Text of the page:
Dos and don’ts of office romance: New book says the rules have changed

Jordana Divon
Contributing Writer
Shine On

Work in an office setting? Chances are it's where you spend the majority of your waking life.

As you log those hours to advance your career, putting in a little overtime here or there until it equals a whole lot of overtime, your social schedule can take a hit.

This can mean developing a closeness to the co-workers you see more than anyone else, whether it's a deep friendship — or something even deeper than that. Enter: office romance.

"I think it's pretty understandable. For many people, especially right out of school, their workplace is their social circle. And many people are working so hard they don't have a social life," Nancy Shenker, co-author of Don't Hook Up With The Dude In The Next Cube, tells the Toronto Star.

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Office romances have traditionally existed in a murky space between forbidden and willfully "ignored" — that is, as long as we don't see it, it's not our problem.

But with a reported seven out of 10 Canadians revealing there's a little photocopy-room smooch time going on at work, and an additional 66 per cent saying they don't feel this is a problem, it's clear that attitudes are changing.

That doesn't mean it's time for an inter-department bacchanal. While rules about romance may be relaxing, it's vital to be smart about it.

Thanks to her own first-hand experience, Shenker has come up with a list of sage advice for lovestruck co-workers.

Among the winning tips? Know your company policy. If the boss has put a kibosh on office romance, consider whether this relationship means more to you than your job.

Another wise move is to be smart about who you tell (in agonizing, colourful detail) about your crush on David from marketing. Like toothpaste, once the secret's out, it's not going back in the tube. And office gossip is basically an entire warehouse of toothpaste.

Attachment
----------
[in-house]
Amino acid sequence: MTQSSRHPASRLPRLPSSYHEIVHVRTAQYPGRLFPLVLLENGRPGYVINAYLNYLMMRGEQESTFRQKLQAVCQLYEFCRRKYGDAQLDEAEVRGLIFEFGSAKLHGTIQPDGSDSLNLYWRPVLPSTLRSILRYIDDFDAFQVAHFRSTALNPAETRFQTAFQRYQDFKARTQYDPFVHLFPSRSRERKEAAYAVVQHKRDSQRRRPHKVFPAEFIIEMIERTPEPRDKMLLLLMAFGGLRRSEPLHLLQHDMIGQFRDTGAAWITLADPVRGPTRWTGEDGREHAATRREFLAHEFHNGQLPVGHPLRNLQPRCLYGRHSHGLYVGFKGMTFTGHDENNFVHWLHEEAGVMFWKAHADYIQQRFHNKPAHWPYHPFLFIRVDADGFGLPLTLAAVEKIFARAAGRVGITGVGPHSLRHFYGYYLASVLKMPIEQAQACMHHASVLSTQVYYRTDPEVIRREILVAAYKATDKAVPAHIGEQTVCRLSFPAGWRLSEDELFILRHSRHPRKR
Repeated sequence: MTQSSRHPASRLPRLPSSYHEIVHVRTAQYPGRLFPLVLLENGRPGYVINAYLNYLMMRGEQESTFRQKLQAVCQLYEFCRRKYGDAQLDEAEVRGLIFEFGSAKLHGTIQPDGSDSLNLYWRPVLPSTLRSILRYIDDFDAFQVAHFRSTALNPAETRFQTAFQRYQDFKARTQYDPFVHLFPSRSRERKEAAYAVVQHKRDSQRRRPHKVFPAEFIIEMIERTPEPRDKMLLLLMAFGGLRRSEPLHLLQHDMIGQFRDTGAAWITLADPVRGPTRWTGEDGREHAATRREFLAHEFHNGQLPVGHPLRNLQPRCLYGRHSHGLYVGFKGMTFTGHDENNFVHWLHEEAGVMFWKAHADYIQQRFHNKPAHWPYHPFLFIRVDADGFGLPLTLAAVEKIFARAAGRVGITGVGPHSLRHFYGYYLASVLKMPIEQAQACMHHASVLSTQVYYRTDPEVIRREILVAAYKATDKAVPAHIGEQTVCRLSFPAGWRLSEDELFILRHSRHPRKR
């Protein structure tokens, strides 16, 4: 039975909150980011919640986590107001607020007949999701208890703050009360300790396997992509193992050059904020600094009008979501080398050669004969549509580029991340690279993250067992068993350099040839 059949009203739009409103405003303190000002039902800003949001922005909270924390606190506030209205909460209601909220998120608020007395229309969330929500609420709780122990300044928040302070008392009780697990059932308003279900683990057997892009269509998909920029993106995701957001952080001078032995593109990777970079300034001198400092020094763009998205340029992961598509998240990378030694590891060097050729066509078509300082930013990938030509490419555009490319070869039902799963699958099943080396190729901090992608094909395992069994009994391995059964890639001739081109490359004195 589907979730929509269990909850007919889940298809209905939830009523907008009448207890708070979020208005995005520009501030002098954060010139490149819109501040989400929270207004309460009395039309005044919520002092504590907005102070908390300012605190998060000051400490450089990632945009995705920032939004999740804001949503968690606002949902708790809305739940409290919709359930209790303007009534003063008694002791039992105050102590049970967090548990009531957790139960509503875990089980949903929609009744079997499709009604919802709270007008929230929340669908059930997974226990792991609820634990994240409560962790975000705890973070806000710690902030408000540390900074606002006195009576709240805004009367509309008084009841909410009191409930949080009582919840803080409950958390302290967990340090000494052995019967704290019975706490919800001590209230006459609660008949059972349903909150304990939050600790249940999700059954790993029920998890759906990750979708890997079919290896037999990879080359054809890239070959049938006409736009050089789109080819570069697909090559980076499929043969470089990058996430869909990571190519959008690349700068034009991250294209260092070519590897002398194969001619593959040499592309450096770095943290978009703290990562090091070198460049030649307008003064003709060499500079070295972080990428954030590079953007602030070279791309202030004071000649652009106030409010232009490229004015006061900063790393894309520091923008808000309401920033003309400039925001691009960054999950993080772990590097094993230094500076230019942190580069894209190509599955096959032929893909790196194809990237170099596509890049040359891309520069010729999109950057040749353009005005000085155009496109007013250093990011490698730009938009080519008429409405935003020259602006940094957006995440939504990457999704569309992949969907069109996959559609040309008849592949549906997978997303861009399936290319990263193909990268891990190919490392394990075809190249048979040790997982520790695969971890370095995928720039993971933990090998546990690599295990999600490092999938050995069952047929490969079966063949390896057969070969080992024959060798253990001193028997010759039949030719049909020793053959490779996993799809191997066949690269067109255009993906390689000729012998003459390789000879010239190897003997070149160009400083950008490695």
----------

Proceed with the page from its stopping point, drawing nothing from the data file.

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Be proactive. If you're feeling something in your heart, talk frankly and clear-headedly with the person.

And if you find out the feelings are mutual, it's a good idea to approach your supervisor to let him or her know what's going on. That way you can discuss the best way to proceed, plus you avoid any unpleasant surprises.

Be prepared to have to work with this person if your relationship fails. If you feel you can't handle it, one of you may want to start hitting the online classifieds.

Finally, your boss is off limits. Sorry. There may be examples of wonderful marriages that have blossomed from this hierarchical boundary crossing, but generally speaking, this is a bad idea for several reasons.

First, if things go sour it's likely your job will, too.

Second, sleeping with the big cheese is the quickest way to alienate yourself and cause resentment among your co-workers. Melinda Gates is the exception, not the rule.

Keeping these tips in mind can certainly help you navigate through a tricky, relatively undefined set of parameters.

Now go ask Ahmed to join you on a coffee run.

Watch the video below for some tips on how to keep your relationship strong after the honeymoon ends.